DeStefano gave “very good” marks to his chief of staff, Sean Matteson. “Related to our 2012 Agenda, we need to do much better in the execution of communicating our message,” he added.
Matteson in turn dispatched Elizabeth Benton, the mayor’s new spokesperson, to help do that in three ways: through “social media messaging,” “proactive messaging,” and “effective use of the mayor in message delivery.”
“Advance planning is critical,” Matteson advised, “so take the time to clearly think things through about the timing and delivery of the message at the moment and how it fits in with the overall themes we are trying to communicate.”
He told Benton she’s off to a good start: “Your first few months in the position have suited you well. You have a good eye for detail and enjoy the debate of substantive issues as well as those issues of process.”
Advice For Newcomers
Communication will be key for Joe Clerkin as he steps into the new role of budget director, DeStefano wrote. As the city braces for a difficult financial year, he advised Clerkin to find ways to adopt more transparency.
“Your work is good,” DeStefano told Clerkin. “That said, think about how it’s read by the public. How do we make the product readable and transparent?”
He suggested Clerkin take a look at the city’s budget reports and how well they convey information.
He said Clerkin is starting off well. “Being a self-starter—always open to new ideas and approaches is key,” he said. “That was a strength of [longtime budget director] Frank [Altieri]‘s.”
Matt Smith (pictured) will be another key player as City Hall navigates a new relationship with a the supermajority on the Board of Aldermen. Smith, a former East Rock alderman, joined City Hall last fall after losing a primary battle for his seat. His job is to serve as a liaison between the mayor’s office and the board.
Matteson urged him to “seek out and build relationships with new board members” and “engage the board at every level in everything we do.”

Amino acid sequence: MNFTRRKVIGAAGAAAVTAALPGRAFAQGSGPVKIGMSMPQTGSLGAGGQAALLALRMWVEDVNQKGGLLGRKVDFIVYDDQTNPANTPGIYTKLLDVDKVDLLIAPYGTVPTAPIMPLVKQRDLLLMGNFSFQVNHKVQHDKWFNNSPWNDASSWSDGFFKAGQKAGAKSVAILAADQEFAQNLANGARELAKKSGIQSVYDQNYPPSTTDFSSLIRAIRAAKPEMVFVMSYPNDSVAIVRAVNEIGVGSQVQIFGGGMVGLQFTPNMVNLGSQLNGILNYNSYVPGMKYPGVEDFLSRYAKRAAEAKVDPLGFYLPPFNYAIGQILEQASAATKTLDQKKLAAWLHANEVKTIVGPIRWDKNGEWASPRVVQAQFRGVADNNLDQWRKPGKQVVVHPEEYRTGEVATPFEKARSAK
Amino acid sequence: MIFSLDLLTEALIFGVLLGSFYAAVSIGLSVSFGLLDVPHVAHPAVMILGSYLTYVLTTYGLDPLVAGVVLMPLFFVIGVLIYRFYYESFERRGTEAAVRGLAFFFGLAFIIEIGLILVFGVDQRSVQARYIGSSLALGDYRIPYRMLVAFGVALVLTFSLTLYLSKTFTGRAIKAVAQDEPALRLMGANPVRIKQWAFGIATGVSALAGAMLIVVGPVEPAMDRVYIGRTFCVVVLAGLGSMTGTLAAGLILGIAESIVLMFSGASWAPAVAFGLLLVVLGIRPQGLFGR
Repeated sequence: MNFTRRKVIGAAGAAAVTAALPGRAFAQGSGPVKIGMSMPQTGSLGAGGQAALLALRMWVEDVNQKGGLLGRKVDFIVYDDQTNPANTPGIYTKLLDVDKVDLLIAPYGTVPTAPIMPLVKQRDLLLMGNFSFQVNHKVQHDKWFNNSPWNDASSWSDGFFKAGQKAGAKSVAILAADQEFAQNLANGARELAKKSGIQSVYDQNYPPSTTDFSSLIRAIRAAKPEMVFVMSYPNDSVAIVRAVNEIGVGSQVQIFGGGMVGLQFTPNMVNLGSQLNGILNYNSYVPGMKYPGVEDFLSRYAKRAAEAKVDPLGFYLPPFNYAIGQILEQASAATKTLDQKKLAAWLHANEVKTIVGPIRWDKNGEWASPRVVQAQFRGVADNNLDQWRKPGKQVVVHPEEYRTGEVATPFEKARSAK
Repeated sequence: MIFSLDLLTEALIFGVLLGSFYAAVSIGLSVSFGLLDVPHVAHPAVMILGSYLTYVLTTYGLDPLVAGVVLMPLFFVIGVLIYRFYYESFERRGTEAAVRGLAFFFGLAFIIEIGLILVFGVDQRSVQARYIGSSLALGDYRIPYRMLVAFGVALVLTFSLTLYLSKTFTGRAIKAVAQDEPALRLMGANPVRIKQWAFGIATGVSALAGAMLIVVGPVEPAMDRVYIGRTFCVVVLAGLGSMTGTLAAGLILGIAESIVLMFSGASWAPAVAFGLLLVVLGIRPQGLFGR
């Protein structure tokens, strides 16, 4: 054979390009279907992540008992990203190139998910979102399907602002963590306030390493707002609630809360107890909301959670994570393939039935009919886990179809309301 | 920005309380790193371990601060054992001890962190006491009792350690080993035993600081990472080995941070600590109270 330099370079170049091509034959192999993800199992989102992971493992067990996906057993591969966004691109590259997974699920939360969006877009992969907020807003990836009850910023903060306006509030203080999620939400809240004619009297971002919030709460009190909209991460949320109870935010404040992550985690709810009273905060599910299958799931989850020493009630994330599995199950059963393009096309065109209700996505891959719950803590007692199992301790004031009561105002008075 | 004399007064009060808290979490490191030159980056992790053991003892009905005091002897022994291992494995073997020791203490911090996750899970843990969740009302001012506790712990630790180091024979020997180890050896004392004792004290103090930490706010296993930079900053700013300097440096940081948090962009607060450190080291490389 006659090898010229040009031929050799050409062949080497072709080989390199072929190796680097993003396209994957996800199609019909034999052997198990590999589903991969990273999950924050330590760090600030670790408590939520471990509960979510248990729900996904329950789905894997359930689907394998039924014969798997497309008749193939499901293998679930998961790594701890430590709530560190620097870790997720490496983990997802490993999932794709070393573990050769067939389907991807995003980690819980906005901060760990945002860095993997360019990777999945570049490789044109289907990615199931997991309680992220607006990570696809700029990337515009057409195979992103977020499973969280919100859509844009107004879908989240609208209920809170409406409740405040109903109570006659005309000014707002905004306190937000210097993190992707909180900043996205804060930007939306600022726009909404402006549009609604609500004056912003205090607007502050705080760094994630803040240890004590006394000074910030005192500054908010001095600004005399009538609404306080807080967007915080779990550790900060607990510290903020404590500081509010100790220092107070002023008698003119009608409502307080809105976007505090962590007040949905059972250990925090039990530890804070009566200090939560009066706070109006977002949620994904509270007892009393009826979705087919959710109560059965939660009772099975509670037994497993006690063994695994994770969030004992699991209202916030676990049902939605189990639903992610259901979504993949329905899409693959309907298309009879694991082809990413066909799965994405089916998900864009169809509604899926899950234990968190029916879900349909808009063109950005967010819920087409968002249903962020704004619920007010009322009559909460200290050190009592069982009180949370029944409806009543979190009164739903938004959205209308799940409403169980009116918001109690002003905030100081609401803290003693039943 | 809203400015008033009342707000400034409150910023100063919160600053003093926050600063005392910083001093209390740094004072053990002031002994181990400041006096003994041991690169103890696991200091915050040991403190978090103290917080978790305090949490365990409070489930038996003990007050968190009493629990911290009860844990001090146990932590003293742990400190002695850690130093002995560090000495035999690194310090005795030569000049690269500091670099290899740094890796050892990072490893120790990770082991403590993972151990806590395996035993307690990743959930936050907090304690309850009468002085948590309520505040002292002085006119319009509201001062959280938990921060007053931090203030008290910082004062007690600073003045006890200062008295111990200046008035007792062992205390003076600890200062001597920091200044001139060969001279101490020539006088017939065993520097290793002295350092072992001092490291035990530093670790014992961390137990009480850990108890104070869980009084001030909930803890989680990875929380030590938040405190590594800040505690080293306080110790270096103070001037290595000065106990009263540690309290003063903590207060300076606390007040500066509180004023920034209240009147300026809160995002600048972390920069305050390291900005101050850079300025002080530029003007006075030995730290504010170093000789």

Caprice Taylor-Mendez, who took over the youth department last fall, “appears on the right track and is motivated,” reported her boss, Asomugha.
Under the topic “self-management,” she left the following comments: “Have discussed punctuality and resources available to support professional development. Clearly motivated leader who capitalizes on her strengths in order to get the job done.”
Taylor-Mendez has “put effort into identifying gaps and strengths of department,” Asomugha wrote. She said Taylor-Mendez must now craft an “overall vision” for youth services in the city, a process which is “currently in its infancy.”
Marjan Mashhadi, who’s been the director of labor relations for less than one year, has her work cut out for her, Matteson wrote.
She dived into the job at a time when the city is negotiating new contracts with most of its 13 unions. Matteson instructed her to put special focus on three of those: fire, police, and AFSCME Council 4 Locals 884 and 3144.
“You are handling your baptism by fire well to this point,” Matteson told her. “Juggling tasks and maintaining sanity with multiple labor contracts under negotiation and/or arbitration is a hefty task for a person with several years in the position let alone an individual new to the job. To date the position agrees with you and I like what I see in the way you approach the work.”
“Lost Without You”
Matteson had high praise for the behind-the-scenes women who make the mayor’s office run.
“I also understand that the position, as the entry point to government and the Mayor, puts you in the direct line of fire for some angry individuals from across the country—especially when the Mayor talks about immigration,” he wrote to receptionist Maria Cruz. “You do your job well and stay cool under trying situations that would frazzle a lesser person.”
“My appreciation for you work cannot be expressed easily,” Matteson wrote to Patricia Lawlor, who’s been an executive administrative assistant for 32 years.
“Just continue to do what you have done so well for the Mayor these past years,” he instructed Rosemarie Lemley (pictured), who has served as the executive administrative assistant to DeStefano for all 18 years of his term, and worked for the city another 10 before that.
“The Mayor, as everyone else, would be lost without you.”